Symphony No. 1, entitled "Jeremiah" after the prophet of bitter exile and the text of the Symphony's vocal movement, incorporates statements, variations and development on the melody of the Hebrew "Amidah" prayer recited in Jewish services. Bernstein absorbed influences from a diversity of sources; declamatory passages for brass and dark-hued massed strings seem drawn from composers of the Second Vienna School; while Latin American dance rhythms in the second movement evoke the vibrant music of New York’s Cuban and Puerto Rican dance orchestras. Bernstein’s delight in orchestrating for all of the sections is evident in his distribution of themes. Towards the middle of the second movement, the flutes fleetingly state the central melody of "Maria", the transcendently beautiful song that would appear in the musical "West Side Story."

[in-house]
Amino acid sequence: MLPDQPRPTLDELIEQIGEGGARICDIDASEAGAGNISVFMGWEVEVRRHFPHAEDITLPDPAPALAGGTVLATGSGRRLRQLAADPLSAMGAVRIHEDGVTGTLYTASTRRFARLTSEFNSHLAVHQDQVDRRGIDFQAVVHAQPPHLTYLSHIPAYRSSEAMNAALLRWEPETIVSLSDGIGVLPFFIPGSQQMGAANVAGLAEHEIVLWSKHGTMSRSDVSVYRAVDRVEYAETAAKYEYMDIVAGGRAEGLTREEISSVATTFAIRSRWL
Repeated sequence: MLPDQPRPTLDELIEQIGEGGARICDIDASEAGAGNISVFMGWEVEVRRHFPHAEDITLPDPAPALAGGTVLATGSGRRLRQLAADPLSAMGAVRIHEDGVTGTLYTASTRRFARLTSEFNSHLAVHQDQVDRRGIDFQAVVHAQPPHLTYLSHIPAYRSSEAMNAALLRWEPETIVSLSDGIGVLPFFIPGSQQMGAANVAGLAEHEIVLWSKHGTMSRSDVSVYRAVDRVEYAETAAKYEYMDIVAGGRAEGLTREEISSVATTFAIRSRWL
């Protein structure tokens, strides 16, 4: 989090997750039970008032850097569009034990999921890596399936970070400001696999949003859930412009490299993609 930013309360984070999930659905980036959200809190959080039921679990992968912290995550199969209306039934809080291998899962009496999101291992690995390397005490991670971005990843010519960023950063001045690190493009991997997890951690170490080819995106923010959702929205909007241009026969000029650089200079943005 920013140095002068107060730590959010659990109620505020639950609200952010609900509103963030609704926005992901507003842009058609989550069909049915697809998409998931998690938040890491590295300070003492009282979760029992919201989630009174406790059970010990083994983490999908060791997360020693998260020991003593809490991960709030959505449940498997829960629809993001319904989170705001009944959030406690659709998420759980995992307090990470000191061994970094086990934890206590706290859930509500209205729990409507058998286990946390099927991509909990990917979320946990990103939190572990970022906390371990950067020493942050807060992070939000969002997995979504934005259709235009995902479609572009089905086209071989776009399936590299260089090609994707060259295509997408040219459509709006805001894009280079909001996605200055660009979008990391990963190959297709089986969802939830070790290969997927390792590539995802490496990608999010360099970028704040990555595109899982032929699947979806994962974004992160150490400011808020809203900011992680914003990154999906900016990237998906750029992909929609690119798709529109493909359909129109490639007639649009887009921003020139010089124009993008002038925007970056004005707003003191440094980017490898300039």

In the third movement, "Lamentation", the mezzo-soprano soloist delivers Jeremiah's prophecy in sweeping lines of emotional fervor. A quieter melodic development for the flute and oboe ensues, and swells into rhapsodic lines for the strings. The climactic verses (“Away! Unclean! People cried at them.”) echo across the decades, resonating with the drama of our present-day condition. Bernstein's bravura writing could easily lead a soloist into melodramatic gestures, but Anna Larson holds onto the meaning of the text, and manages the emotional turns with graceful dexterity. By the time of the Symphony’s premiere performance under the composer's baton in January 1944, the lamentation of the third movement was understood as a tragic commentary on the catastrophe unfolding worldwide.
At such a long remove from the milieu of W.H. Auden’s coruscating 1947 poem "The Age of Anxiety", is it possible to encounter the music of Bernstein's Second Symphony stripped of its textual garment? Auden reportedly disdained the music that Bernstein composed under the spell of his poetry, but Bernstein’s colleague and collaborator, composer-conductor Lucas Foss, accorded it the status of one of the major works of 20th century American classical music.